The Knicks’ hiring of Tom Thibodeau as coach has largely been lauded as a smart move.
But no single coach, player or executive alone will be enough to turn around the struggling franchise, according to Kenny Smith.
“I know [Thibodeau] has been a great coach in his day, but I’ve seen great coaches go there and lose,” Smith said Friday on a Zoom call with fellow TNT analyst Caron Butler. “I’ve seen great management people go there and lose. I’ve seen great players go there and lose. So it’s a collection that has to be addressed. And when you walk in, you see it.
“It’s kind of like a new suit, man. When you see it on the rack, you go, ‘That’s my suit.’ You just know what it looks like. You almost have to try it on. At this point, I have not seen it. So I’ll be interested to see how they look when they come out — either if they go to the secondary bubble, if they have one, or when they come out next year.
“Because at this point, every time I look at it, I go, ‘He’s got two years and he’s not going to be there.’ ”
Thibodeau is the Knicks’ 11th head coach since 2000 (not including interim coaches), and just two of them have seen a third year on the bench. Jeff Van Gundy was coach from 1996-2001 and Mike D’Antoni was in charge from 2008-12. The rest — David Fizdale, Jeff Hornacek, Derek Fisher, Mike Woodson, Isiah Thomas, Larry Brown, Lenny Wilkens and Don Chaney — were finished after a maximum of two seasons.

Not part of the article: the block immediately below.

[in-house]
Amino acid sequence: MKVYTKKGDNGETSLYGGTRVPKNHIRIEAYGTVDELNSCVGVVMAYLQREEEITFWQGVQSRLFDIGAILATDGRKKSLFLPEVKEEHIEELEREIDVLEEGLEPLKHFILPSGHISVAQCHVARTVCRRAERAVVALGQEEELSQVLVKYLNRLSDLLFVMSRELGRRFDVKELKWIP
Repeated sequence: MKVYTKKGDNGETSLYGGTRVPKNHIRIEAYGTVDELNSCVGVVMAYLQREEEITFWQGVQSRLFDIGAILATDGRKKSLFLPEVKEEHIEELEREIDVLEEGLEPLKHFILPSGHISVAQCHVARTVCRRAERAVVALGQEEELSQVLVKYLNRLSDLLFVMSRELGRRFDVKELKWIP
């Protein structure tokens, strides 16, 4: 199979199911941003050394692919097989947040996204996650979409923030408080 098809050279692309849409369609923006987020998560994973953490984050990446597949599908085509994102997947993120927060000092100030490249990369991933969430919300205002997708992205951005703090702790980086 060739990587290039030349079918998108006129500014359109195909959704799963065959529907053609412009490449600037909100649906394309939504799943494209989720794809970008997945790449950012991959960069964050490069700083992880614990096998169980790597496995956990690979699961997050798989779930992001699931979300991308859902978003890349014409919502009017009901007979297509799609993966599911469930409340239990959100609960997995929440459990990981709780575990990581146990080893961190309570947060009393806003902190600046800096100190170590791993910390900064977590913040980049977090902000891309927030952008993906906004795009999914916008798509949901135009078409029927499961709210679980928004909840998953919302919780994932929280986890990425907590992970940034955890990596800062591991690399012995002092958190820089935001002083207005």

With that recent history in mind, Butler said patience will be needed to give Thibodeau enough time to make his mark.
“When you talk about Thibs and you talk about the Knicks, the biggest thing they need to adjust is their culture of what they’re about and where they’re going to hang their hat,” Butler said. “That takes time to build culture, but you don’t usually get time in New York to do those things because people want to win and they want to win now.”
Thibodeau signed a five-year contract, The Post’s Marc Berman reported, and spoke in his introductory press conference of the need to “go through each step” of turning the team around. Butler predicted it would be a four- or five-year process — time that most previous coaches have not been afforded while the Knicks have gone 643-965 in the past 20 seasons.
“There’s people who are losing and there’s people who are building,” Smith said. “The Knicks have lost. They’ve never built. You can build and still lose games — which attracted Kevin Durant, attracted Kyrie Irving. The Nets were building, even though they were losing, and they had an opportunity to show that. You could talk about the Utah Jazz, you could talk about the Denver Nuggets, you could talk about Milwaukee. They were building and losing, but were able to build. The Knicks do not build while they lose. They just lose [while] they try to win.”